Inventing the American Dream18 Jun, 2006 By: Michelle Nicolson
With help from ID Group, an inventor goes on television and turns his bicycle concept into reality in just three weeks
It's as American as apple pie and baseball: everyday people inventing new products and demonstrating their entrepreneurial spirit. The concept is the basis for the TV show "American Inventor," which recently concluded its first season on ABC. On the show, contestant Francisco Patino watched as his invention turned into a marketable product in just three-and-a-half weeks, with the help of ID Group, a product design and development studio based in Huntington Beach, California.
Patino's concept was called the Double Traction Bike. It holds an additional seat on the front of the bicycle so a second rider has a place to sit and also power the bike using an extra set of pedals. A 19-year-old immigrant from Colombia, Patino lives in a New York City neighborhood where bicycling children often carry passengers on their handlebars to get around. He developed the Double Traction Bike idea as a safer alternative.
ID Group's task was a difficult one: create a working prototype on a very tight deadline while a television audience waited and watched.
"The deadline to complete this project was almost impossible," says Jeremy Wilkens, ID Group's design manager. "We cannot ever claim that we will get all new products done in such a short time frame, but we did it for this one."
The product development process that ID Group used for developing the Double Traction Bike was typical, except for the extremely short deadline. Design team members familiarized themselves with Patino's concept and researched existing products, the physical properties needed, safety standards required and so on. They also spent the first five days testing the original bike, analyzing ergonomic properties, then stripping down the concept model piece-by-piece. The team even bought a couple of bikes, chopped them up and created a crude prototype for testing ergonomic concepts and theories.
By the eighth day, the team had established the overall visual and physical direction and had already begun to create the more advanced version of the bike in OneSpace Designer Modeling from CoCreate, a 3D software tool based on what the company calls Dynamic Modeling, which has a flexible, history-free architecture that facilitates faster design. The entire bike was created in 3D using the approved hand-sketched designs, computer-drawn 2D graphics and DWG file exports from Adobe Illustrator.
"All the initial concepts are done in 2D, which are then imported into Designer Modeling and modeled in 3D," Wilkens explains, "which is when the detail design work really gets going. This feeds into our creative process, allowing us the freedom to sketch out what we want in 2D and then be able to efficiently visualize and create in 3D."
The ID Group team started development at the rear wheel and worked forward to the front, establishing the entire bike design in 3D within seven days.
"While we used off-the-shelf parts for some elements, such as the pedals, about 90% of the bike was designed from scratch in Designer Modeling. The design data created moved us into having a manufacturable product almost immediately," he says. "Further, the 3D parts could be immediately shown to the inventor, approved and put into prototyping. It was an immensely fast process."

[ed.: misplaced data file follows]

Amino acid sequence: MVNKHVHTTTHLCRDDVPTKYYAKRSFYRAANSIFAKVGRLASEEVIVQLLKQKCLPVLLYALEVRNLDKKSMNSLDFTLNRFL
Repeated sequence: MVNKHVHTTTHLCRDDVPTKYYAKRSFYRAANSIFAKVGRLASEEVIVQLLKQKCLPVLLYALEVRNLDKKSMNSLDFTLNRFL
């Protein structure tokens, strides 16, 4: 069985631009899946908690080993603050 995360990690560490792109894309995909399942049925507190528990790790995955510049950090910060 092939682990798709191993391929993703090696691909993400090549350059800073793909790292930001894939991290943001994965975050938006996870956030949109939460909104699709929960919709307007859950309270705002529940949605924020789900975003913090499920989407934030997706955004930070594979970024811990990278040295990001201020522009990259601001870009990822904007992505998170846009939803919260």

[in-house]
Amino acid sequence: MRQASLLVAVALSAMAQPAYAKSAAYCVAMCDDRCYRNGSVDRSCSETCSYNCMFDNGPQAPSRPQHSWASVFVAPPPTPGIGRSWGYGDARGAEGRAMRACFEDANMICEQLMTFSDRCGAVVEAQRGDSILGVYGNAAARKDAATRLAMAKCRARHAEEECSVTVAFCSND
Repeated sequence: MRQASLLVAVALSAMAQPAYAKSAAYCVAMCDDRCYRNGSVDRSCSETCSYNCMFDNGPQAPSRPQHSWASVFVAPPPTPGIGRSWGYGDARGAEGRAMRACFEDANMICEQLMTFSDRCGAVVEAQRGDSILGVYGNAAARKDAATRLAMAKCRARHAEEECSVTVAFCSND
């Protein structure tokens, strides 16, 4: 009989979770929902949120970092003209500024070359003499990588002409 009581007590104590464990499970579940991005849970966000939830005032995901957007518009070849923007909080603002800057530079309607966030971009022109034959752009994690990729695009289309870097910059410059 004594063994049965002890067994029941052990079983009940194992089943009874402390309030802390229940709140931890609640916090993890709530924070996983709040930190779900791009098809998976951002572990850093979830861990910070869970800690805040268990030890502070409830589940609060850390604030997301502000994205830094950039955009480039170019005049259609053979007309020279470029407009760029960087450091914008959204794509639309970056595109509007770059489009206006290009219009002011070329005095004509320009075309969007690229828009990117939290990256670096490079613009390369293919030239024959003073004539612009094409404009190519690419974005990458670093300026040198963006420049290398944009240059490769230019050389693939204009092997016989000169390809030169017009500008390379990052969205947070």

As with any product -- and especially with a fast-moving project such as this one -- changes to the model were made constantly. Wilkens explains that Dynamic Modeling has advantages for rapidly changing designs, as it allows modification of any part of the assembly without retracing the series of steps and commands used to originally create the model.
To complete the project on time, ID Group was forced to overlap processes. For example, the design process started while research was still under way. Prototyping began before the design was complete.
"We estimated that it would take two-and-a-half weeks to machine the frame, powder coat, paint and test the full prototype. This meant that we were still performing design while machining was under way on various parts. This is far from ideal, and we had to lean heavily on our design team, our engineers and also our 3D technology to make it work. Fortunately they all worked to specification," Wilkens says with a laugh.
But the real sleep deprivation started with the prototyping. "Prototyping is where we go beyond the original concept into reality," Wilkens says. "The all-nighters started when we were cutting the frame on the CNC mills. We also had our rapid prototyping machine in almost constant use."
Jeremy Wilkens, ID Group's design manager, works at the company's rapid prototyping system.
Using the 3D model from Designer Modeling, the team could export the fender and seat designs as STL files and load them directly to the rapid prototyping machine, an Objet Eden 500V. Wilkens admits that the team prototyped some parts several times when it was decided that something looked out of place. For machined parts, the 3D data was run through a CAM system and machined on the in-house Haas CNC machines.
At the end of three-and-a-half weeks, ID Group and Francisco Patino delivered a fully functioning, manufacturable prototype to "American Inventor" -- right on deadline. Patino won his round in the "American Inventor" competition and moved to the finals. He didn't win the overall competition, but the experience was life-changing nonetheless -- and the world got to see Patino's Double Traction Bike.
The fully functioning prototype of the Double Traction Bike by "American Inventor" finalist Francisco Patino and ID Group.